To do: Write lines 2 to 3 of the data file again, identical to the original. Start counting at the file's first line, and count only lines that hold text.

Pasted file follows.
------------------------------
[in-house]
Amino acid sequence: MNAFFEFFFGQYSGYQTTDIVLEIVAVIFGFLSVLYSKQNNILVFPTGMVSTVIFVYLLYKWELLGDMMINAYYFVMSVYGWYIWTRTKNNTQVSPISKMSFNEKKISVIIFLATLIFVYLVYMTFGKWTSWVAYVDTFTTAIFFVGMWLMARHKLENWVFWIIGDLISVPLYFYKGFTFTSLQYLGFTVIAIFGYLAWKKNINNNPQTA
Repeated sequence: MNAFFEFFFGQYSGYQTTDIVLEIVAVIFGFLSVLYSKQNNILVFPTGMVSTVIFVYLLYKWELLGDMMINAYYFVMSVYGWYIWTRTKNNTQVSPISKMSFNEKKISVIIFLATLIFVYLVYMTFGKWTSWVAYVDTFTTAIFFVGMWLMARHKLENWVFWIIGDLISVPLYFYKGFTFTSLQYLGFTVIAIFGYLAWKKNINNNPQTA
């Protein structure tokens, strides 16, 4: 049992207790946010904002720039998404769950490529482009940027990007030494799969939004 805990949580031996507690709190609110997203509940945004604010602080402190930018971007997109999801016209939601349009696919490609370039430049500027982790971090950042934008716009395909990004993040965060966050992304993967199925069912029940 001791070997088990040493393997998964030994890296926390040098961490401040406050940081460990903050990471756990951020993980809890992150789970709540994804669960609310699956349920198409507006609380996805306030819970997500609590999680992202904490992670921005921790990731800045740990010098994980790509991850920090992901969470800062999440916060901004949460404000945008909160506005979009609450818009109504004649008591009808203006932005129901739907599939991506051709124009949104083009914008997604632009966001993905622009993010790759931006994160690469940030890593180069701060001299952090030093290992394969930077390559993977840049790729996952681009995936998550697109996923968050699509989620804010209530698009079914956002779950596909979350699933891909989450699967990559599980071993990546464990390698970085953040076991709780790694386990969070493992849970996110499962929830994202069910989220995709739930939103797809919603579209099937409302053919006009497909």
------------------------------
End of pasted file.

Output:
Amino acid sequence: MNAFFEFFFGQYSGYQTTDIVLEIVAVIFGFLSVLYSKQNNILVFPTGMVSTVIFVYLLYKWELLGDMMINAYYFVMSVYGWYIWTRTKNNTQVSPISKMSFNEKKISVIIFLATLIFVYLVYMTFGKWTSWVAYVDTFTTAIFFVGMWLMARHKLENWVFWIIGDLISVPLYFYKGFTFTSLQYLGFTVIAIFGYLAWKKNINNNPQTA
Repeated sequence: MNAFFEFFFGQYSGYQTTDIVLEIVAVIFGFLSVLYSKQNNILVFPTGMVSTVIFVYLLYKWELLGDMMINAYYFVMSVYGWYIWTRTKNNTQVSPISKMSFNEKKISVIIFLATLIFVYLVYMTFGKWTSWVAYVDTFTTAIFFVGMWLMARHKLENWVFWIIGDLISVPLYFYKGFTFTSLQYLGFTVIAIFGYLAWKKNINNNPQTA